To take the kids or not to take the kids? It’s not even a question, really, because the fucking powers-that-be in Hollywood don’t care enough to produce children’s fare that not only keeps the kids happy but also keeps their parents awake. The dearth of kid flicks that get released in any given year — let alone month — evinces appallingly bad judgment by the people with the power to greenlight; seriously, even the worst dreck released on any given week will pull in enough audience to seat a kids’ movie squarely in the top 10 grossers. We are that desperate, people. For my six-year-old and myself, I have but one request, Hollywood: Make more goddamn kids’ movies!
Now, as for Hoodwinked: I enjoyed it immensely, but my son? Let’s just say if he were Roger Ebert, he’d be giving Hoodwinked a weak thumbs up. Indeed, this is one of those rare kids’ films that offers more entertainment for adults than kids; personally, I laughed my ass off and made a total fool of myself in a theater packed with children and their harried escorts. Maybe the grownups were too keyed in on the fact that their kids were only mildly entertained; maybe I’m just lucky in that I have a preternaturally bright kid whose expansive exposure to pop culture makes him more able than the average bear to enjoy what turned out to be an adults’ film in kiddie-fare clothing.
A Rashomonesque (Rashomonian? Rashomonic?) take on the Little Red Riding Hood tale, it’s clear this is headed somewhere other than Happily Ever After right around the time an axe-wielding behemoth in lederhosen crashes through a plate-glass window, bellowing what seems to be death threats at Red, her Granny, and the Wolf. Moments later, the cops burst in and the overzealous bear in charge of the case moves to drag everyone “downtown” (“Sir, this is the woods. We don’t have a downtown …”), only to be supplanted in authority by the suave detective investigating a rash of recipe robberies throughout the woods. The “suspects” (Red, the Wolf, the “Woodsman,” and Granny herself) subsequently recount their individual versions of the events leading to this point. Suffice to say, the plot shares little with the source material, save core characters’ names and wardrobe.
I’ll say this for Hoodwinked — this has to have the most incredibly talented and entertaining voice-over work I’ve heard in years. While the ubiquitous Anne Hathaway handles her standard “Plucky Gal with Heart” dialogue with aplomb, the real stars are the stupendously funny (and heretofore underrated and underemployed) Patrick Warburton as The Wolf, the marvelously cast, pitch-perfect Andy Dick as The Bunny and, of all people, David Ogden Stiers (!) as Detective Flippers, the lead investigator, a frog with a Welsh accent and a wit as quick as his tongue. The rest of the cast is almost as terrific as these three; indeed, this is one cartoon movie to which it is a pleasure to listen.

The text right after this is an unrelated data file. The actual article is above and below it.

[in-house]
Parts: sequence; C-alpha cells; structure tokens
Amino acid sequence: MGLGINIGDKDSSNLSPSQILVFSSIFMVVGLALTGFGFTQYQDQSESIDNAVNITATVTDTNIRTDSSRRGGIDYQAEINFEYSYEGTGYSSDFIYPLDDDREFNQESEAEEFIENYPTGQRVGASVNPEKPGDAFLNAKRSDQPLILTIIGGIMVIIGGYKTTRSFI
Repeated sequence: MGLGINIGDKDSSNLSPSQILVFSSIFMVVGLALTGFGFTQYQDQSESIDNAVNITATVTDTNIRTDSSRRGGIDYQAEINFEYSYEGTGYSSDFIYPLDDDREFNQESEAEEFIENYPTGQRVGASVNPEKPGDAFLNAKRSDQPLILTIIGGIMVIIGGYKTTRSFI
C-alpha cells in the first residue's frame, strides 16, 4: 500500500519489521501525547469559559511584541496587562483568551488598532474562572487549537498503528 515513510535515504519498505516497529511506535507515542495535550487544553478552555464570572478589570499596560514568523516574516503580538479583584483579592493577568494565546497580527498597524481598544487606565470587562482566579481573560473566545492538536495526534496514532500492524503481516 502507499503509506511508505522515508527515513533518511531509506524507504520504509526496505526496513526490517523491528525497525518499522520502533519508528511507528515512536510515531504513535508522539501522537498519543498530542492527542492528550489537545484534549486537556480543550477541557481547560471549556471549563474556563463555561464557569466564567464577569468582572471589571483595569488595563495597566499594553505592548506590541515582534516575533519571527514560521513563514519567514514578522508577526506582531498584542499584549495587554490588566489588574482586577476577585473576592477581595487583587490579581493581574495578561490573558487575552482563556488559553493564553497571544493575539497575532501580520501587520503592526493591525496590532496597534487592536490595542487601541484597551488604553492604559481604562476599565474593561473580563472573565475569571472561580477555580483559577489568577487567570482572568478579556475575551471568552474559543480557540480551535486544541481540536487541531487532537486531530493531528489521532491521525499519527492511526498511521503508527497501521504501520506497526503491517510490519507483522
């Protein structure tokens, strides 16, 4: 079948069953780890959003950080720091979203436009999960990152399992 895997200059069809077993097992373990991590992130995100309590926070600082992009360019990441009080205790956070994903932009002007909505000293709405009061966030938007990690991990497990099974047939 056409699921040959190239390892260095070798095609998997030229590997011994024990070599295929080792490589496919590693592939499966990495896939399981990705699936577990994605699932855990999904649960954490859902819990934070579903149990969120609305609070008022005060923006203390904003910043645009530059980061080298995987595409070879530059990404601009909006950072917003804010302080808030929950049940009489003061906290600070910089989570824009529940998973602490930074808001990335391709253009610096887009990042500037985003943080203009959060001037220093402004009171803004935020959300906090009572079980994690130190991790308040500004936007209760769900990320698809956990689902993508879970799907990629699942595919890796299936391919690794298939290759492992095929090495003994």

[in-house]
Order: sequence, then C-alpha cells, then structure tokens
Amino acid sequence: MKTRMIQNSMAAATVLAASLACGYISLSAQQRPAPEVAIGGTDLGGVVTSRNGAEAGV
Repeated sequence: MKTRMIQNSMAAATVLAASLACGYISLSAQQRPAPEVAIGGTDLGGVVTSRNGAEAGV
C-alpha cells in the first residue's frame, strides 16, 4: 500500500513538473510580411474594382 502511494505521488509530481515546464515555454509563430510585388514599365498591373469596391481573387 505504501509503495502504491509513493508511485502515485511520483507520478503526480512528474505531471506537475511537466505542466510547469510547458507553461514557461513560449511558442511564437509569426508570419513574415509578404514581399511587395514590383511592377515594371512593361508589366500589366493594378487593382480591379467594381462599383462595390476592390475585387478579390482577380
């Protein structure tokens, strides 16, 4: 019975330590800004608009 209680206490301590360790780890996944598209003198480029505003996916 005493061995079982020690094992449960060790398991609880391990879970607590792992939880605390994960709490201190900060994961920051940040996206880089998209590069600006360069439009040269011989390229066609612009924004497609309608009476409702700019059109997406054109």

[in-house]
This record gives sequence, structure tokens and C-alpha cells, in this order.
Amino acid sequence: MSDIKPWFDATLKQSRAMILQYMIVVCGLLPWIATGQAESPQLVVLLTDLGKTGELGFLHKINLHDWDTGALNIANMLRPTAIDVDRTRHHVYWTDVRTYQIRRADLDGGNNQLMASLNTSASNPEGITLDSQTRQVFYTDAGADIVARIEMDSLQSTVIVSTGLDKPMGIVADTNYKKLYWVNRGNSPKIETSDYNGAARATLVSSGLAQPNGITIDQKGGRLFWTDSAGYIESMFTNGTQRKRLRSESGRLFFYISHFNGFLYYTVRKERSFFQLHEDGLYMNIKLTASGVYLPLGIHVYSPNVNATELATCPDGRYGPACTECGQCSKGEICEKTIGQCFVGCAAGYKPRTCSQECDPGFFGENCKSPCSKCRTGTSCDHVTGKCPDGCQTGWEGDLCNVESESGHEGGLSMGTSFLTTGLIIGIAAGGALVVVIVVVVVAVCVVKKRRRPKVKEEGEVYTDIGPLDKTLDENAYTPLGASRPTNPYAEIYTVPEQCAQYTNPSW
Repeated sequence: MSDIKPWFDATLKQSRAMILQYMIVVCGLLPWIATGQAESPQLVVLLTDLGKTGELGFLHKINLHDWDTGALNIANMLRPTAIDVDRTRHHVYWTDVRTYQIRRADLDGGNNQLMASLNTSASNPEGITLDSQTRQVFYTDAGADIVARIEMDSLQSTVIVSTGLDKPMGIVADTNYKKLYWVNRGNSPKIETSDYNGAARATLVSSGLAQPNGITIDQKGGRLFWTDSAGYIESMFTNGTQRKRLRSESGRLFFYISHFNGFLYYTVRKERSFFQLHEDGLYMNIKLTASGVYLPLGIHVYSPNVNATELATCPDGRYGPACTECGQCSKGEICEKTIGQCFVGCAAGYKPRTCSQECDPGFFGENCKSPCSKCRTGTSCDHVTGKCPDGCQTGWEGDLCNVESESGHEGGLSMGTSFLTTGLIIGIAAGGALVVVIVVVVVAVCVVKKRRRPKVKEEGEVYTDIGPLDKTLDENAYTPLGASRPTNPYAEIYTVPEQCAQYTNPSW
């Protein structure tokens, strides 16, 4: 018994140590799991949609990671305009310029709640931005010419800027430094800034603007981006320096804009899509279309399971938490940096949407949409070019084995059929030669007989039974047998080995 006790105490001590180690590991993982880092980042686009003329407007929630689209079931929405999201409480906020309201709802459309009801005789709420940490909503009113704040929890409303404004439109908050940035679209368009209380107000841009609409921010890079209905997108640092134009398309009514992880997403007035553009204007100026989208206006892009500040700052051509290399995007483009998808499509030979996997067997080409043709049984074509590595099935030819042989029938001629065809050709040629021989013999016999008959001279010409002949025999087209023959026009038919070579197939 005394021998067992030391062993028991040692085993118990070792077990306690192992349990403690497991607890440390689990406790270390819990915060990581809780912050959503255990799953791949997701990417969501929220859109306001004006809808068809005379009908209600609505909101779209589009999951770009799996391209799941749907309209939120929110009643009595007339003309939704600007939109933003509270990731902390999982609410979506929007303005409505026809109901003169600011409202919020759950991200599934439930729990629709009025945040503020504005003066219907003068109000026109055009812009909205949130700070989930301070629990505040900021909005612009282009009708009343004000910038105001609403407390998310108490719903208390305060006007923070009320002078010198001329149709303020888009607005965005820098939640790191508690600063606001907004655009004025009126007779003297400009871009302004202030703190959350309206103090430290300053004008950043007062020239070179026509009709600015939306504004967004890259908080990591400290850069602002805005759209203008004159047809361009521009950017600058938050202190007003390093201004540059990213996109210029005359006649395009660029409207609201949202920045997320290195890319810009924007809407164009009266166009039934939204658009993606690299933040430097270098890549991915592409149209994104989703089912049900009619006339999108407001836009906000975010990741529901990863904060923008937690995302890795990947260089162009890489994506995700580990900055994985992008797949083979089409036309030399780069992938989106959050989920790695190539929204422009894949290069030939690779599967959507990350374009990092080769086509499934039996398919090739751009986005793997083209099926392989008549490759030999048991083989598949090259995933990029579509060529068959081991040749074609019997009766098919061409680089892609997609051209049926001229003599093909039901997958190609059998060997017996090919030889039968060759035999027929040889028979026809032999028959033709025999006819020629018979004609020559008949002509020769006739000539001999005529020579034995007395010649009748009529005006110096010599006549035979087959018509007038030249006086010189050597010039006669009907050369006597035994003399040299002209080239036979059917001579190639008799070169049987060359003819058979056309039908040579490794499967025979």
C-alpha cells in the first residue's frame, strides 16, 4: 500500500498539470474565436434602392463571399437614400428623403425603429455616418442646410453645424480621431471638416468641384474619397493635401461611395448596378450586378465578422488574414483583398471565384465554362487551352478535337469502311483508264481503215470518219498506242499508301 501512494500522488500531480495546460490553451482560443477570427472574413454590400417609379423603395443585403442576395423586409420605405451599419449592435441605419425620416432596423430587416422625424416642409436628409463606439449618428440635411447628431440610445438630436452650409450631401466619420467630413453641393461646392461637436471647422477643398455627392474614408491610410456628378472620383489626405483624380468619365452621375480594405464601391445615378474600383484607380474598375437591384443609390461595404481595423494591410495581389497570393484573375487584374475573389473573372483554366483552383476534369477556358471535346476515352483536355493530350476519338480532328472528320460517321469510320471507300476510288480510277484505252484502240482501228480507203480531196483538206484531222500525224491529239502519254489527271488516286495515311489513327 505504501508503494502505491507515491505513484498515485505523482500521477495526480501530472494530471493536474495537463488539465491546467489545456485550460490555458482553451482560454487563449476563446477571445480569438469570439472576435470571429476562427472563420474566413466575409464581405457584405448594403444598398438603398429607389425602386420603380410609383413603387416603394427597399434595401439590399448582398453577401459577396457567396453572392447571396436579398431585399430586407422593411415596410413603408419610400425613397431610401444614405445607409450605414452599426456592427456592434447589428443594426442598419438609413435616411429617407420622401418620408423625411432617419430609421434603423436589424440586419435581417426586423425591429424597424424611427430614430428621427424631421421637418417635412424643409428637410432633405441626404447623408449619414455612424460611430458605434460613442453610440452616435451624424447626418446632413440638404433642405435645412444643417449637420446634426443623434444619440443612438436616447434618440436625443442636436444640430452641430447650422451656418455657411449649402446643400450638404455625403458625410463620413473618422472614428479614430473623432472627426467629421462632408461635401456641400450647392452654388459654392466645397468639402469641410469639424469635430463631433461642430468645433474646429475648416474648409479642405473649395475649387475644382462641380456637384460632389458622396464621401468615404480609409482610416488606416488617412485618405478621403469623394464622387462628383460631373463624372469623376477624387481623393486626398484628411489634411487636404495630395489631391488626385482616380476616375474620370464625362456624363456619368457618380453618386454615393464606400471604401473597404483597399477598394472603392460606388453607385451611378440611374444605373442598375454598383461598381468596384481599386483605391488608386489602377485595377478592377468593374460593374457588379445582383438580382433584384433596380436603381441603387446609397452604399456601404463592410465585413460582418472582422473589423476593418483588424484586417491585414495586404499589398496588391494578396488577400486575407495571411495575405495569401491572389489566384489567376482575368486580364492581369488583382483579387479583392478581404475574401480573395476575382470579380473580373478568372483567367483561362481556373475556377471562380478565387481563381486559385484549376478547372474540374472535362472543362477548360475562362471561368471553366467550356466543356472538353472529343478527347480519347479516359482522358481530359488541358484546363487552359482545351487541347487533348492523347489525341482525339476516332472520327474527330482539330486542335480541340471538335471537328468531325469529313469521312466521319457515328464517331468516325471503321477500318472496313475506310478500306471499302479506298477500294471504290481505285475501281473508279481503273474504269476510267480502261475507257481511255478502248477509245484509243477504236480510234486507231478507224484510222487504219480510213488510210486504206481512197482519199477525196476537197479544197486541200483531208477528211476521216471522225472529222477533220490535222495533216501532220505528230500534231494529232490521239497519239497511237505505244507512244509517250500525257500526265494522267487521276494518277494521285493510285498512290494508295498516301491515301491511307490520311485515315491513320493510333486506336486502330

As for the visuals, they’re unremarkable — which is not a BAD thing when you’re talking about a cartoon movie. I’m getting really sick, to tell you the truth, of the razzle-dazzle-‘em school of animated features. Look. Know your audience. The Polar Express would have been far more enjoyable with meat-and-potatoes animation instead of the creepy goddamn re-creation of every muscle movement, and everything about the real actors being faxed onto the screen … except their SOULS. Thankfully, Hoodwinked’s animation is refreshingly old school.
So, like I said — I had a blast watching this movie. Terry (my son) found certain elements so funny he roared aloud with pleasure — but those elements were not frequent enough to make up for the fact that, at bottom, this is no kids’ movie. Hoodwinked, besides offering the usual snarky bits slipped in ostensibly to keep parents mildly entertained while watching their umpteenth kiddie flick of the season, is replete with references to grownup movies no child under the age of 13 has yet seen, as well as a few nods to esoterica from highbrow culture and lowbrow classics alike. I suspect this might even become a classic for the habitual cannabis users among us; maybe the next generation will love it for both its stoner appeal and the fond remembrance of kiddie things past it will no doubt evoke in their later viewings of it.
So, in answer to my earlier question: Yeah, take the kids to see it. At worst, they’ll be mildly bored; though I do think, subversive as the filmmakers have been, they make a solidly successful effort to throw in enough to keep the children happy — and isn’t that an odd reversal of fortunes in the fate of the kiddie flick audience?
Maryscott O’Connor reviews children’s movies for Pajiba and publishes the liberal weblog My Left Wing. She lives in Los Angeles with her husband and six-year-old son.Hoodwinked / Maryscott O'Connor
Film Reviews | May 12, 2006 | Comments ()